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Frequently asked questions (FAQs)


“It's certainly something special to be given a second chance, and it's even more of a blessing to know that my story can give others with
heart failure the same hope.”

Joe Ann 8 year HeartMate II recipient
and was the longest survivor on a single device

Heart failure FAQs

Here are some answers to common questions about heart failure.

LVAD FAQs

The following are common questions about left ventricular assist devices (LVADs).

  • What is an LVAD?

    LVAD stands for left ventricular assist device. It is a mechanical device that circulates blood throughout the body when the heart is too weak to pump blood adequately on its own. It is sometimes called a heart pump or VAD. HeartMate II is a small, implantable LVAD that represents a breakthrough in medical technology and has rapidly become the most widely used and extensively studied device of its kind in the world.

  • How big are LVADs?

    LVADs vary in size, but HeartMate II measures approximately 3 inches in length and weighs approximately 10 ounces. It has one moving part, a continuously spinning rotor that helps circulate blood.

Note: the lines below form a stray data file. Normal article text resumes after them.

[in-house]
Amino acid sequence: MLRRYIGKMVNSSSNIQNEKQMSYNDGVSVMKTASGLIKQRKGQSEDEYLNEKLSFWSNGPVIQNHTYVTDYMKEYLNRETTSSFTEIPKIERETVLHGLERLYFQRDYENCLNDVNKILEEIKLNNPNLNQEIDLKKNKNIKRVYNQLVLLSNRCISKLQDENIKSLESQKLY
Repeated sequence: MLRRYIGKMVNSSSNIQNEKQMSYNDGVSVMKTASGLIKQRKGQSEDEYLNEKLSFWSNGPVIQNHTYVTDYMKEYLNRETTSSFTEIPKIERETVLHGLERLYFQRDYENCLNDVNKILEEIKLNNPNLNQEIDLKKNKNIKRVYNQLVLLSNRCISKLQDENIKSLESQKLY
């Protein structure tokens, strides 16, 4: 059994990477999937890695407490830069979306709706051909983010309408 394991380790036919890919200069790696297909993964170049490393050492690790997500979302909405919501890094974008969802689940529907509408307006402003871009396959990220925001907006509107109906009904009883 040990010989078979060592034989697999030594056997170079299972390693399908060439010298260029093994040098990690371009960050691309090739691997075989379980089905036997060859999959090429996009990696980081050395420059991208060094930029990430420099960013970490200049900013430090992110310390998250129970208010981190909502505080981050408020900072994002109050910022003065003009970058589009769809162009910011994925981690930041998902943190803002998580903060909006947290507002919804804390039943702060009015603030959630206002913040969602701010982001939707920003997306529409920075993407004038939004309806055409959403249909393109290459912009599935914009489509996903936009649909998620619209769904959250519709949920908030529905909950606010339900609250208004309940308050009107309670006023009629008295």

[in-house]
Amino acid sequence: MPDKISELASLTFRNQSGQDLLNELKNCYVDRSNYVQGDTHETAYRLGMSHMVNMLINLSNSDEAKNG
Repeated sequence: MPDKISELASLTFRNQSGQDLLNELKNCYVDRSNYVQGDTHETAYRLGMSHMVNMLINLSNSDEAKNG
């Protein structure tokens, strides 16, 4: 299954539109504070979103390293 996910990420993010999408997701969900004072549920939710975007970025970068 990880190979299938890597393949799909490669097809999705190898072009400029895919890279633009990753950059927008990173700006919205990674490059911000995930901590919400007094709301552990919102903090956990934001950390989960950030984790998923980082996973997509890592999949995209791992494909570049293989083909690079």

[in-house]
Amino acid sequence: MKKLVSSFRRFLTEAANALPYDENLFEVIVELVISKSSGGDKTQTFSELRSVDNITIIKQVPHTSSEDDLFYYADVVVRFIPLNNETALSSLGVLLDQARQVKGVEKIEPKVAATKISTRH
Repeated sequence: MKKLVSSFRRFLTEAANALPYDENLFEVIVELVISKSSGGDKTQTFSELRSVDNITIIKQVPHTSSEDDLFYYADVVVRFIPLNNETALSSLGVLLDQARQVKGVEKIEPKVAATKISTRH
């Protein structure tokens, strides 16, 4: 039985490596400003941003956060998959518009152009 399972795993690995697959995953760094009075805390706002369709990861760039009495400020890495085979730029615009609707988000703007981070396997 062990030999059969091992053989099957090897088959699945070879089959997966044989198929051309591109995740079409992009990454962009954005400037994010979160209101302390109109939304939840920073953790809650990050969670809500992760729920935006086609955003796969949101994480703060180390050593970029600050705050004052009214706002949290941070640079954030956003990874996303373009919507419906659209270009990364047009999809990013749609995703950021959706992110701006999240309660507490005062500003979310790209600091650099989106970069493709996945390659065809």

• Where can I get an LVAD?

    There are more than 350 centers worldwide that implant HeartMate II. For a list of centers near you, enter your zip code in the Find a HeartMate II Center box at the top of this page.

HeartMate II FAQs

These are the questions people most often ask about HeartMate II.

  • Is HeartMate II FDA approved?

    Yes. HeartMate II is the only LVAD FDA approved for both Bridge to Transplantation and Destination Therapy. HeartMate II is the most widely used and extensively studied LVAD available today.

  • Is HeartMate II a good treatment option for advanced heart failure patients?

    Yes. AHA guidelines recommend an LVAD, such as HeartMate II, as an appropriate treatment option in cases of advanced heart failure. Studies have shown that patients treated with an LVAD can live longer and enjoy a much improved quality of life compared with those being treated with medication alone. There are approximately 50,000 to 100,000 advanced heart failure patients who could benefit from an LVAD in the US.

  • How is HeartMate II used?

    HeartMate II may be used to support patients and improve their quality of life while they wait for a donor heart to become available. This is known as Bridge to Transplantation. It may also be used as a permanent option for patients who are not eligible for heart transplantation due to age or other medical conditions. Use of the device in this manner is known as Destination Therapy. In either situation, without the option of an LVAD, advanced heart failure patients have poor prospects for survival and significantly limited lifestyles.

  • Is HeartMate II safe and effective?